Provide clear and concise information.

Clear communication is the hallmark of good communication. Avoid using technical jargon or complex terms unless you’re sure the person you speak to will understand. Anything that may confuse the customer or impede their ability to understand the conversation will result in their problem not being resolved or their feeling alienated. 

When discussing essential details, repeat them to ensure that no misunderstanding has occurred. Some good examples of when this is important are when talking about account numbers, order numbers, or delivery dates. These things can be easily misheard and are crucial to customer satisfaction. 

Always confirm that the customer understands the information; ask them to repeat it or summarize it when necessary. This will ensure everyone is on the same page, with nothing left open for a difference in interpretation.

Manage caller expectations

If a caller is led to believe they’ll receive a response quickly and ends up waiting on hold for an hour, they’ll be much more disappointed than if they’re told the wait time ahead of time. This concept applies across the board. The more the person you’re communicating with understands the process, the fewer chances they’ll have to be annoyed when something doesn’t align with their expectations. 

Providing estimated wait times is a big part of this. Modern telephony systems allow you to integrate deeply into your tech stack. One of the advantages of this is that you can use that tech stack to estimate the wait time based on the customer’s place in line and the average call length. 

When there’s a multi-step process or any complicated procedure that must be followed, give the customer an overview of the process before you start and explain the next steps as the call continues. This will provide the customer with a reasonable estimate of where they are in the process and what to expect during the next phase of the conversation. Arming them with this knowledge can help reduce their anxiety and further manage their expectations.  

Resolve issues promptly and effectively.

Resolution is the heart of good call handling. Here again, modern telephony systems can help. By integrating into your CRM, your support staff can quickly view the customer’s history, past support questions, and the resolutions to those issues. This lets them go into the conversation already up to speed and prepared to help without having to ask questions that have been answered in previous calls.

Related: 7 Features A Virtual Phone System Must Offer To Your Business

As you talk to the customer, identify the root cause of their issue. For example, a customer may need to understand how a particular feature works at a fundamental level. Depending on the circumstances, the most basic answer to their questions might not solve that underlying issue. It might not always be obvious what the underlying problem is, so having past support calls readily available is so beneficial. With them, your staff can detect patterns and draw conclusions that help address customers’ problems more comprehensively.

Finally, always follow up with the customer. Whether you do it by phone, email, or some other preferred communication method, allow them to let you know if things don’t turn out as well as they’d like. This, in turn, gives you a second chance to fix the problem and prevent a negative experience from permanently souring the customer on your brand.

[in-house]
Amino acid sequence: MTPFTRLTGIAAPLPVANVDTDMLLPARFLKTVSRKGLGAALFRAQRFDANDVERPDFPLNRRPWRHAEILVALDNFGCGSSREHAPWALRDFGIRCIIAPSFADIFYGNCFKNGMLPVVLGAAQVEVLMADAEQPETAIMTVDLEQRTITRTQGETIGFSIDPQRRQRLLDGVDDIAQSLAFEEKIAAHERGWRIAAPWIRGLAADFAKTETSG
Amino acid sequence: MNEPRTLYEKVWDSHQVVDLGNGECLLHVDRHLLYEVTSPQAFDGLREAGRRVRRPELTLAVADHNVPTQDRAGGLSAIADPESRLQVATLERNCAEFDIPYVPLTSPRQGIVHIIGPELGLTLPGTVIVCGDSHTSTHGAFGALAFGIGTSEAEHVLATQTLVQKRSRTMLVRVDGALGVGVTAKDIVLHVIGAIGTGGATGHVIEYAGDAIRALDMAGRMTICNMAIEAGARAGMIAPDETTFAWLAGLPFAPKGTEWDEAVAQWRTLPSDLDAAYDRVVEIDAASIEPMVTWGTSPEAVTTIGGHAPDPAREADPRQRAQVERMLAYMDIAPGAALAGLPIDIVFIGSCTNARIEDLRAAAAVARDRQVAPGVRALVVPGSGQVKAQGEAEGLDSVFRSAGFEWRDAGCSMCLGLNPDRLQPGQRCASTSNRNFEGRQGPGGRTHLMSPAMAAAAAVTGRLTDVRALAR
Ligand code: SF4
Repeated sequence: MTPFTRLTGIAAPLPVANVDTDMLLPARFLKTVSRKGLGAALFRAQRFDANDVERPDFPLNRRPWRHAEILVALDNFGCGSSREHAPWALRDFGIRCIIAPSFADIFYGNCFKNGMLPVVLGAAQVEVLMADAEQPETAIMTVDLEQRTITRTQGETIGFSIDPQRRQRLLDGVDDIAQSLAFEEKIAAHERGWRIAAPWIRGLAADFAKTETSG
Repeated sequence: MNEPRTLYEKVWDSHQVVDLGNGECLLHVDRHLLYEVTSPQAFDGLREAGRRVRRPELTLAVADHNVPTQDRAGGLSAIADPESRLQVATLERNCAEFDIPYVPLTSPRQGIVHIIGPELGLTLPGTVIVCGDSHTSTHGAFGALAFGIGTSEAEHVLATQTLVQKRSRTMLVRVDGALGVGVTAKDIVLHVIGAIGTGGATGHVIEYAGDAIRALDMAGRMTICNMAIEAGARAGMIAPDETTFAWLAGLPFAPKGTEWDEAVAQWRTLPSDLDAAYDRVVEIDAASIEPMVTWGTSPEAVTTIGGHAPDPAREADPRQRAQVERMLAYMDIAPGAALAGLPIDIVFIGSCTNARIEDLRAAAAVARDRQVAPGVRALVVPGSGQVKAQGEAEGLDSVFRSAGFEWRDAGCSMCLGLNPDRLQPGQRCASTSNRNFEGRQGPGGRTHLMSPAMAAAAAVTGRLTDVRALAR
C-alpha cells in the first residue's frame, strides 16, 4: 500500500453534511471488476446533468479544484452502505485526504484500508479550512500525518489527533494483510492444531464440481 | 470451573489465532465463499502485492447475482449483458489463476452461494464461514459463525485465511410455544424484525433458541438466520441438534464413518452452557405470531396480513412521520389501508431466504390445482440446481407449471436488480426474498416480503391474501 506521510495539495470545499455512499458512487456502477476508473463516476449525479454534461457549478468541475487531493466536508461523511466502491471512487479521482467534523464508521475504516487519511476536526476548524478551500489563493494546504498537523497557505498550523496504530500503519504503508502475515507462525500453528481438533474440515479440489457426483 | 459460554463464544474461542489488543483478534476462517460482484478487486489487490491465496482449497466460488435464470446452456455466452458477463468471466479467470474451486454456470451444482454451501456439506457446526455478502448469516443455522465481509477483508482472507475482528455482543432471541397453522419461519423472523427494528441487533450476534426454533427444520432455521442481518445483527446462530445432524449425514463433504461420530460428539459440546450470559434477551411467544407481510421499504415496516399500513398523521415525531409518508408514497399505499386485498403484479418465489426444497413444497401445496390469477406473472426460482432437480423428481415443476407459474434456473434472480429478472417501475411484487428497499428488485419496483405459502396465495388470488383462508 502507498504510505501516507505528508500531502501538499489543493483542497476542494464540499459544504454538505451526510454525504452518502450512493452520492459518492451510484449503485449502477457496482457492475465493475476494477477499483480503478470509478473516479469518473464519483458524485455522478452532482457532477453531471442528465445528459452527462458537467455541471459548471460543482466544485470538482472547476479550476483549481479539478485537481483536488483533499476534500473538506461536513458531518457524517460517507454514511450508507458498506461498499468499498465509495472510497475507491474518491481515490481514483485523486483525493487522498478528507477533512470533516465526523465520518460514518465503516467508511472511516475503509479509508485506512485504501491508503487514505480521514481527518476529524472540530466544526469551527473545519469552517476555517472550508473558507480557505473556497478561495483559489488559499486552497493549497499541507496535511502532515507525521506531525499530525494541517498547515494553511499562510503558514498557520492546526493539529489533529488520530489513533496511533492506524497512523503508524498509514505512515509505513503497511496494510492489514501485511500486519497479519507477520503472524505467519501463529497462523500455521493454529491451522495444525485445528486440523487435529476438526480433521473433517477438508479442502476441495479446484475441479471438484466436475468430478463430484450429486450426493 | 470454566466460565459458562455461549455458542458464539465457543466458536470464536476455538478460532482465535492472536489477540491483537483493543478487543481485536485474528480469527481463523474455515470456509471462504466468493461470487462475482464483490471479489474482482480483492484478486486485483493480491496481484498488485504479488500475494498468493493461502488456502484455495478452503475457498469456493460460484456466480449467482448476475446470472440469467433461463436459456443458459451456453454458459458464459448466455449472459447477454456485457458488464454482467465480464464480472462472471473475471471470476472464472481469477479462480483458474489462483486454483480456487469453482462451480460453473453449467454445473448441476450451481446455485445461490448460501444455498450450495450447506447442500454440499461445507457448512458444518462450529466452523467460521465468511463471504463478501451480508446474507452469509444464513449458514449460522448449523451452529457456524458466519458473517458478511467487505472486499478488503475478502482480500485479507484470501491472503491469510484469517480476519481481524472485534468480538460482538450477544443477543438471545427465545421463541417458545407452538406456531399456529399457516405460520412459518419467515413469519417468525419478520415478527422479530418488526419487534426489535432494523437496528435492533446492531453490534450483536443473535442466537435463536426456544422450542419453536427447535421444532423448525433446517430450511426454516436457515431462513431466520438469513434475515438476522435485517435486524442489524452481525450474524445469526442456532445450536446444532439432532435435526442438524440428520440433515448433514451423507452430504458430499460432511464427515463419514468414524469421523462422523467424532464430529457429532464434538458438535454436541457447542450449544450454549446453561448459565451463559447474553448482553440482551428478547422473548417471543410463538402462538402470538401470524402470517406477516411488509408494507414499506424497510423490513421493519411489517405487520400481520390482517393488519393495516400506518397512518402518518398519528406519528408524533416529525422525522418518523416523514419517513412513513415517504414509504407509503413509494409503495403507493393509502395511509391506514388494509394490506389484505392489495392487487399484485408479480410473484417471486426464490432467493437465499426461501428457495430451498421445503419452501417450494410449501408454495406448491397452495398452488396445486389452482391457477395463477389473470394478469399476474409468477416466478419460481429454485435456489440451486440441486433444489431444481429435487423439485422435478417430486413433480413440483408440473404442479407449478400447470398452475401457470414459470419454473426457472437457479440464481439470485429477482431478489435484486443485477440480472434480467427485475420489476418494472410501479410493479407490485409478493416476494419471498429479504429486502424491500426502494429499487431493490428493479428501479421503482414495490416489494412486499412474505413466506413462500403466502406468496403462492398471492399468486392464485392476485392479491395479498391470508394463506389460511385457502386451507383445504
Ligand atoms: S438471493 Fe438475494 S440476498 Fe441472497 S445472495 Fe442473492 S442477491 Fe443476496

Use technology to improve call handling.

We’ve mentioned several uses of technology already. Any sound business-class phone system will provide advanced features, tools to hook into CRMS and other aspects of your tech stack, and APIs that help you create additional functionality. Armed with these tools, you can bring your communications systems well beyond the simple telephone switchboards of the past. Below are some examples of how technology can improve your systems.

  • Automated response systems – These can serve two purposes. In some instances, the automatic response may be enough to answer the caller’s question without them ever needing to talk to a person. When it isn’t, the system can ensure that the calls are routed to the appropriate department and queued properly. 
  • Unified communications – By hooking your phone communications in with every other area of your tech stack, you now have the tools to keep all your information about a customer in a single location, regardless of communication source. This information can then be readily drawn upon to improve customer service. 
  • Call recording and monitoring – There are several reasons to record customer calls. If there’s a problem, a recording provides an accurate overview of what was said and where the trouble began. These recordings can also be periodically reviewed to see which areas your staff may need improvement. Recordings of challenging issues or customers can be especially instructive. 

Let Be Your Partner is a leader in VoIP phone solutions for businesses of all sizes. Our platform will allow you to create effective phone handling systems easily. For requirements unique to your company or industry, our powerful API will let your developers integrate phone communications into whatever processes you need. To learn more about’s service, contact us today.